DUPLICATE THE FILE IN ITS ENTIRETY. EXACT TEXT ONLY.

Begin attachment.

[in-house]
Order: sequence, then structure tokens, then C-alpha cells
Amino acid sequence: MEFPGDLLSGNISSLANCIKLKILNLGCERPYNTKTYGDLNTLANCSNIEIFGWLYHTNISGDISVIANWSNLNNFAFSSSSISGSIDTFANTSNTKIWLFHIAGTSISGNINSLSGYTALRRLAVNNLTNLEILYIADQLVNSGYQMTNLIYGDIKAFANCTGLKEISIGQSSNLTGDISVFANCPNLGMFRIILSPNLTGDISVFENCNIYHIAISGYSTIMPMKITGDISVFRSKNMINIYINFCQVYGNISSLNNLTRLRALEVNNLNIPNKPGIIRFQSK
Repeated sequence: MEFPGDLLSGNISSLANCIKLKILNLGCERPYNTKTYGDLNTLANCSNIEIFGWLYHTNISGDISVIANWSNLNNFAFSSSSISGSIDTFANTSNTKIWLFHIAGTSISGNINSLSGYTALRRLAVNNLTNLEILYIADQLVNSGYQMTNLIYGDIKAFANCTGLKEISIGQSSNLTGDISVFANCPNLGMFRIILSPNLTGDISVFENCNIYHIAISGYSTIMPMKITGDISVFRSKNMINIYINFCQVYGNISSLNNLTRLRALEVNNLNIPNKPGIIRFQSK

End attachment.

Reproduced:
[in-house]
Order: sequence, then structure tokens, then C-alpha cells
Amino acid sequence: MEFPGDLLSGNISSLANCIKLKILNLGCERPYNTKTYGDLNTLANCSNIEIFGWLYHTNISGDISVIANWSNLNNFAFSSSSISGSIDTFANTSNTKIWLFHIAGTSISGNINSLSGYTALRRLAVNNLTNLEILYIADQLVNSGYQMTNLIYGDIKAFANCTGLKEISIGQSSNLTGDISVFANCPNLGMFRIILSPNLTGDISVFENCNIYHIAISGYSTIMPMKITGDISVFRSKNMINIYINFCQVYGNISSLNNLTRLRALEVNNLNIPNKPGIIRFQSK
Repeated sequence: MEFPGDLLSGNISSLANCIKLKILNLGCERPYNTKTYGDLNTLANCSNIEIFGWLYHTNISGDISVIANWSNLNNFAFSSSSISGSIDTFANTSNTKIWLFHIAGTSISGNINSLSGYTALRRLAVNNLTNLEILYIADQLVNSGYQMTNLIYGDIKAFANCTGLKEISIGQSSNLTGDISVFANCPNLGMFRIILSPNLTGDISVFENCNIYHIAISGYSTIMPMKITGDISVFRSKNMINIYINFCQVYGNISSLNNLTRLRALEVNNLNIPNKPGIIRFQSK